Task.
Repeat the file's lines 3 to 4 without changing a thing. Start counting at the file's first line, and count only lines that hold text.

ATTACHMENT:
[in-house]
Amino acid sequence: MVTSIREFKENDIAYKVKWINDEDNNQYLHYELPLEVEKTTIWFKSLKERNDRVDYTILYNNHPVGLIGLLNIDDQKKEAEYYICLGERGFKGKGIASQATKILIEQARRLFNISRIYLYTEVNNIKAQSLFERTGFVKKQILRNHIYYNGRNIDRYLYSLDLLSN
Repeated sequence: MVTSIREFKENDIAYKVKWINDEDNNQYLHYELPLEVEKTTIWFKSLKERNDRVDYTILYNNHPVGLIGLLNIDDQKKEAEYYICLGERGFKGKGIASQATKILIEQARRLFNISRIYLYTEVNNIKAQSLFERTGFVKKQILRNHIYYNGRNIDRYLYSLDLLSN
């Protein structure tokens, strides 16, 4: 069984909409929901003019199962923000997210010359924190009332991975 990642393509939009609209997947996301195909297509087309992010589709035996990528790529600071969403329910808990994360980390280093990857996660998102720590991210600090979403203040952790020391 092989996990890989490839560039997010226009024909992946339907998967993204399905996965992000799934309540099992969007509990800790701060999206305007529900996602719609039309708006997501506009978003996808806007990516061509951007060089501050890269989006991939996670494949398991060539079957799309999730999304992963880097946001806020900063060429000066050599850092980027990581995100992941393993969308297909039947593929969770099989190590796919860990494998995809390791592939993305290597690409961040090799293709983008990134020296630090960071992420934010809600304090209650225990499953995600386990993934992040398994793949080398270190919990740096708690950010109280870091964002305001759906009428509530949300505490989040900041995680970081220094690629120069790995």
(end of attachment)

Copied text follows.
Repeated sequence: MVTSIREFKENDIAYKVKWINDEDNNQYLHYELPLEVEKTTIWFKSLKERNDRVDYTILYNNHPVGLIGLLNIDDQKKEAEYYICLGERGFKGKGIASQATKILIEQARRLFNISRIYLYTEVNNIKAQSLFERTGFVKKQILRNHIYYNGRNIDRYLYSLDLLSN
């Protein structure tokens, strides 16, 4: 069984909409929901003019199962923000997210010359924190009332991975 990642393509939009609209997947996301195909297509087309992010589709035996990528790529600071969403329910808990994360980390280093990857996660998102720590991210600090979403203040952790020391 092989996990890989490839560039997010226009024909992946339907998967993204399905996965992000799934309540099992969007509990800790701060999206305007529900996602719609039309708006997501506009978003996808806007990516061509951007060089501050890269989006991939996670494949398991060539079957799309999730999304992963880097946001806020900063060429000066050599850092980027990581995100992941393993969308297909039947593929969770099989190590796919860990494998995809390791592939993305290597690409961040090799293709983008990134020296630090960071992420934010809600304090209650225990499953995600386990993934992040398994793949080398270190919990740096708690950010109280870091964002305001759906009428509530949300505490989040900041995680970081220094690629120069790995």